Remaining democratic primary dates

The next democratic primary competition isn't for another 3 weeks, and while it looks like it's not going to be important (Obama is too far ahead to lose elected delegates, and superdelegates are likely to follow the will of the majority of the electorate, even though Hillary would prefer the delegates vote for her whether pledged or super. Nevertheless, a whole bunch of democrats still get to vote, and here's when: April 22 Pennsylvania primary May 3 Guam caucuses May 6 Indiana primary, North Carolina primary May 13 West Virginia primary May 20 Kentucky primary, Oregon primary June 1 Puerto Rico primary (originally June 7th as a result of a typo) June 3 Montana primary, South Dakota primary See all the previous primaries.
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I'm in London

For those of you who haven't found out by other means already, I am currently in London, visiting for a week until Sunday on a vacation to see friends I've not seen in 15 months and also to meet the adorable little poo bomb that is my new niece. I also made a surprise appearance at M's birthday party, which is why there was no warning on Twitter or anywhere that I was going to be in the UK. Being back in London is weird for lots of reasons. I'll write more about them at some point.
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Briefly on the Olympics

From the Chronicle: ...a confrontation between the two sides escalated to a physical violence, when a San Francisco man named Kevin Johnson, 48, walked into a crowd of torch supporters and began yelling, "Communists!" So SF is a little bit crazy about most things, so running a torch through town in support of a very public world event being held by a country with a ton of historical and ongoing abuses of human rights was always going to be a circus. Also, check out the route: apart from Europe, it's basically 1 stop per continent before you get to South-East Asia, where it hangs around for ages. Everything about this torch is a political statement, so making counter-statements by blocking the torch is completely justifiable. A lot of people are asking: why is China bothering with the torch at all? It's not like it's a surprise that it's being protested. In fact, why did they try for the Olympics at all? Weren't they prepared for the huge influx of protesters and media coverage? I think the key thing to...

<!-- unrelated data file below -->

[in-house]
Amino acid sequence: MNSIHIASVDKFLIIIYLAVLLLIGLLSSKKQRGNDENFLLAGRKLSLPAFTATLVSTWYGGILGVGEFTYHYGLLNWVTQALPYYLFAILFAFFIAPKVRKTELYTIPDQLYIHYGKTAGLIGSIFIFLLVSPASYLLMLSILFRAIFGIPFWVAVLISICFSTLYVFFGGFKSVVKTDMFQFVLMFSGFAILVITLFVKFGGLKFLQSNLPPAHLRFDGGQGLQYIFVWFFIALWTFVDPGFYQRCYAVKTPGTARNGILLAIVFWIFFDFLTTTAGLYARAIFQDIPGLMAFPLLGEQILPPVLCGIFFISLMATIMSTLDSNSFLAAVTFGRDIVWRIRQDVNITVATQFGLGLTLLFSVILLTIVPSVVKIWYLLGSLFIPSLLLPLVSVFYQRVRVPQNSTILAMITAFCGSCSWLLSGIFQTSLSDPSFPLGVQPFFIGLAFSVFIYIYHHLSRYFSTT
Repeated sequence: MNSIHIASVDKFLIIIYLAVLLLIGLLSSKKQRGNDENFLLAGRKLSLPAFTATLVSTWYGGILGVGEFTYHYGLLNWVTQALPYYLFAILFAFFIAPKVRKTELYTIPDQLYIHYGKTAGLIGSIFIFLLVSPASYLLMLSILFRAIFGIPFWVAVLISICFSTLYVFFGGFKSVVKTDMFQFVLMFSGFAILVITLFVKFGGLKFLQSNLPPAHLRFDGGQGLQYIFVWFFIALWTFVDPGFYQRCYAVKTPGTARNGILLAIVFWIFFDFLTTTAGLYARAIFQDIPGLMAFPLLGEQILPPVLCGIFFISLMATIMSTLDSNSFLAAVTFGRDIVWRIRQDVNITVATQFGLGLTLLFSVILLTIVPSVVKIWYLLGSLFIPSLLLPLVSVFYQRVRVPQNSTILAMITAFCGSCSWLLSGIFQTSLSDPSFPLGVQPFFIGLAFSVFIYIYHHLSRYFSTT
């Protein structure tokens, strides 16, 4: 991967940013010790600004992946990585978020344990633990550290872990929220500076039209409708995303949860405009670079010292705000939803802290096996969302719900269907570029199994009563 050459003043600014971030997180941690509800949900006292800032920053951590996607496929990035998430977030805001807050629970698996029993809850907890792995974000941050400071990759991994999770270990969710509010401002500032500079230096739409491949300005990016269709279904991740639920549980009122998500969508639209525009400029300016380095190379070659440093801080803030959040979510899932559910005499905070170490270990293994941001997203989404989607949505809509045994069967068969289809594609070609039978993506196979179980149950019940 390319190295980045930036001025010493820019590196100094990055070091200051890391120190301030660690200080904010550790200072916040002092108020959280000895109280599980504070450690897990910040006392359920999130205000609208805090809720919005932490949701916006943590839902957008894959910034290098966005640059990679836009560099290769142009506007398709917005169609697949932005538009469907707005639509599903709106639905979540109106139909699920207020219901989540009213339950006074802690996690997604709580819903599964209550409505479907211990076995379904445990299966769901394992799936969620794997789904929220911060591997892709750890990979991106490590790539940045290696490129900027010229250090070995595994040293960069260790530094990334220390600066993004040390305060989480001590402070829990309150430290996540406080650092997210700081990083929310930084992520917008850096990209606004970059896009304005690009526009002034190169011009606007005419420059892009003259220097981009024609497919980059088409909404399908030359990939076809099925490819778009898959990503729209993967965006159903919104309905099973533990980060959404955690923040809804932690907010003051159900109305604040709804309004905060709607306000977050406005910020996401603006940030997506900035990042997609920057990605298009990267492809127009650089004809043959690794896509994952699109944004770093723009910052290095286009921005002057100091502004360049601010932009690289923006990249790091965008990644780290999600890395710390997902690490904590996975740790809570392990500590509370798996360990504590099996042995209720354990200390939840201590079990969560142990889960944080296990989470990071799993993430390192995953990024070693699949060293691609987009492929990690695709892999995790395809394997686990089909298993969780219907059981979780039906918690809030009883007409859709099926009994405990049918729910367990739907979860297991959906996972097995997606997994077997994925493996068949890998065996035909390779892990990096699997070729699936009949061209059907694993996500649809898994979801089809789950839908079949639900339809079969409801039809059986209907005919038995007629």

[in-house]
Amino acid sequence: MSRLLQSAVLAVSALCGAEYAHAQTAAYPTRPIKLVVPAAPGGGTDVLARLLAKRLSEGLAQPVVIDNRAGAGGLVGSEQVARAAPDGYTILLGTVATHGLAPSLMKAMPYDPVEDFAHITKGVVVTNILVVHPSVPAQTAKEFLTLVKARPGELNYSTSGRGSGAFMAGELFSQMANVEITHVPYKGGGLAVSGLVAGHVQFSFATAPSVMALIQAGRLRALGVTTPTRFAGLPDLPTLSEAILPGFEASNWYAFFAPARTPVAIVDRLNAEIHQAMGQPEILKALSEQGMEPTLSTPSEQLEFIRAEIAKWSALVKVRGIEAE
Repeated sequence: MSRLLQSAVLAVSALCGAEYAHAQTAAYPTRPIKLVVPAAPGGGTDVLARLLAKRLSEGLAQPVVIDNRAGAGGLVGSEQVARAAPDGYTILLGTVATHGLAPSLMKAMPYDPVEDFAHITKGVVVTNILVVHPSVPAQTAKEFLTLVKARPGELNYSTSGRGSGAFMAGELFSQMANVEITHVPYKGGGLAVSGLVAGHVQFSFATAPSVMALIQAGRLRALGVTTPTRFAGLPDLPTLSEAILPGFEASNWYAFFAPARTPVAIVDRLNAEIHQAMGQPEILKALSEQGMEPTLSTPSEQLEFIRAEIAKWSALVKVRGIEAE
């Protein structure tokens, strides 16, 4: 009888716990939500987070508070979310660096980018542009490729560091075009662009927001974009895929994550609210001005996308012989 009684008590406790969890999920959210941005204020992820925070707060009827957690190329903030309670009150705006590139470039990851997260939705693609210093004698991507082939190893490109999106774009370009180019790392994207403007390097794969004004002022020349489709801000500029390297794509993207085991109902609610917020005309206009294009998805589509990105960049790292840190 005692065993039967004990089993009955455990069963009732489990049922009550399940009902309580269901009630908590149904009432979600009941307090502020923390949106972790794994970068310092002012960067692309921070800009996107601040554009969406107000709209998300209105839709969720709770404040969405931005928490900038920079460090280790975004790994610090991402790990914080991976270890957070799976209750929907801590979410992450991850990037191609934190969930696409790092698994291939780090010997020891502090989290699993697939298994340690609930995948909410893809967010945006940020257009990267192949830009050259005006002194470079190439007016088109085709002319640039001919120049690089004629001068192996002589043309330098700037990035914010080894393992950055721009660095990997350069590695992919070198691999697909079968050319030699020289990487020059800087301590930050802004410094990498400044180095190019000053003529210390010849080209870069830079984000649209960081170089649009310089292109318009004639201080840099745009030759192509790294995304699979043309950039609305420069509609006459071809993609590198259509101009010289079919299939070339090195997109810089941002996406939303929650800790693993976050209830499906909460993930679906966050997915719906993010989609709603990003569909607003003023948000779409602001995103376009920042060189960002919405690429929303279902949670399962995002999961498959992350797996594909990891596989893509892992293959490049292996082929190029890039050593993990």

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You can go home again

Returning to the UK was strangely reassuring. All my favourite places in London are still there, and largely unchanged. My favourite people are also nearly all still there, too, and it was lovely to see them and discover that gaps of 15 months or more between seeing them had not diminished our compatability or affection. It was also fun to see their lives in a sort of fast-forward: the last time I saw them they all had different jobs, different houses, often different relationships. In nearly all cases their current situation was an improvement on 15 months ago, so from my perspective they were all suddenly happier, healthier, richer and more respected in their careers, which is always a nice thing to see in your friends. Plus there is my lovely little niece, who despite being a mere 6 weeks old, essentially immobile and incapable of rational human interaction, manages to somehow be adorable and also look remarkably similar to the rest of my family. I realise the latter shouldn't come as a surprise, but...